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NBA Commissioner Emeritus David Stern considers one-day fantasy sports to be a form of gambling.
Stern offered that opinion on CNBC’s Squawk Box during a conversation concerning current NBA head Adam Silver’s embrace of legalized sports betting.
“I think I agree with Adam,” Stern said.
“Once daily fantasy became an acceptable exception to the law against gambling, I think that’s gambling – so now I think the best approach would be, as Adam Silver has advocated, is for there to be federal regulation.”
Stern’s comments illustrate one of the core challenges facing the one-day fantasy sports industry.
To most casual observers, the activity reads like gambling.
But the industry’s continued existence relies on an exemption from the UIGEA, an exemption that implies DFS is not gambling, but instead a game of skill, and that the entry fees involved in DFS should not be considered bets or wagers.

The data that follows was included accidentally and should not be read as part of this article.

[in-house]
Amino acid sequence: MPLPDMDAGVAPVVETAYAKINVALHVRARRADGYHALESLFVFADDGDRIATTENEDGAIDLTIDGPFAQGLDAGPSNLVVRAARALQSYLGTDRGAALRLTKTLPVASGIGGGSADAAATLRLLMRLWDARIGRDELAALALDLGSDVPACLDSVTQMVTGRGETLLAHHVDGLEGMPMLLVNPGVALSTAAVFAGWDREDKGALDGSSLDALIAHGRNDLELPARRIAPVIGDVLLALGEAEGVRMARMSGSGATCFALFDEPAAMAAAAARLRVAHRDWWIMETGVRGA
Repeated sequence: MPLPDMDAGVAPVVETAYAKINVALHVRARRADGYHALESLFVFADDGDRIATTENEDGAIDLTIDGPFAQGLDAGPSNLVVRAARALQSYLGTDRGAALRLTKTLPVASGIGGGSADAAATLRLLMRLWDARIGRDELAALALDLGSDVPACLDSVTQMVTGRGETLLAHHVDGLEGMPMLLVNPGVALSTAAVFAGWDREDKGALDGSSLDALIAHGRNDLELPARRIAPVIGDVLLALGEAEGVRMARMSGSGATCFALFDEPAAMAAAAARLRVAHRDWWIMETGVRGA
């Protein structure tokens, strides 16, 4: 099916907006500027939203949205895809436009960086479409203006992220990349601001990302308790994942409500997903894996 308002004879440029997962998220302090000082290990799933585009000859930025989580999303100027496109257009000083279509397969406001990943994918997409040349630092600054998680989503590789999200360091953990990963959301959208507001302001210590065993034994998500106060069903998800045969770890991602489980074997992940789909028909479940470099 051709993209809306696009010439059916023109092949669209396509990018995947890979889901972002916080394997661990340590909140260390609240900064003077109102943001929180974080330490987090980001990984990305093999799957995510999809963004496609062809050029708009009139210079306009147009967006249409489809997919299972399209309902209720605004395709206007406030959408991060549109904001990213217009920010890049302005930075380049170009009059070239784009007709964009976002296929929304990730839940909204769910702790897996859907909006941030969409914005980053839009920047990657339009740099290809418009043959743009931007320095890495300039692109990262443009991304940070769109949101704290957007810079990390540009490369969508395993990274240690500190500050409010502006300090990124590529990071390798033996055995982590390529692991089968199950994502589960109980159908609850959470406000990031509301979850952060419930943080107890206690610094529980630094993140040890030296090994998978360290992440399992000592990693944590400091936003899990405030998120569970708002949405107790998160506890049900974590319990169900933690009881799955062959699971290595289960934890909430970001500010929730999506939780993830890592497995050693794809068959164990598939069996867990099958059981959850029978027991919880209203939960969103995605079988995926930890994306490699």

The problem for the industry is the tension between that exemption (which only applies to the UIGEA and does not speak to other federal laws, let alone state laws) and common perception (as expressed by Stern.
The presence of that tension raises the possibility – however remote – that lawmakers may feel compelled to resolve it – and that said resolution may not be favorable to daily fantasy sports operators.
Right now, the one-day fantasy sports industry is relatively small in terms of total revenue.
But that’s expected to change dramatically by decade’s end.
As the money and players involved both continue to skyrocket, so will the frequency and volume of the debate over whether or not daily fantasy sports is gambling – especially as the state level, where the legal ambiguity is much greater.
Stern’s words – especially as someone publicly connected with the NBA, a major partner of daily fantasy sites – could prove useful fodder for those seeking to nudge DFS into the same legal classification – a game of chance – that has stymied the growth of regulated online poker in the U.S. for over a decade.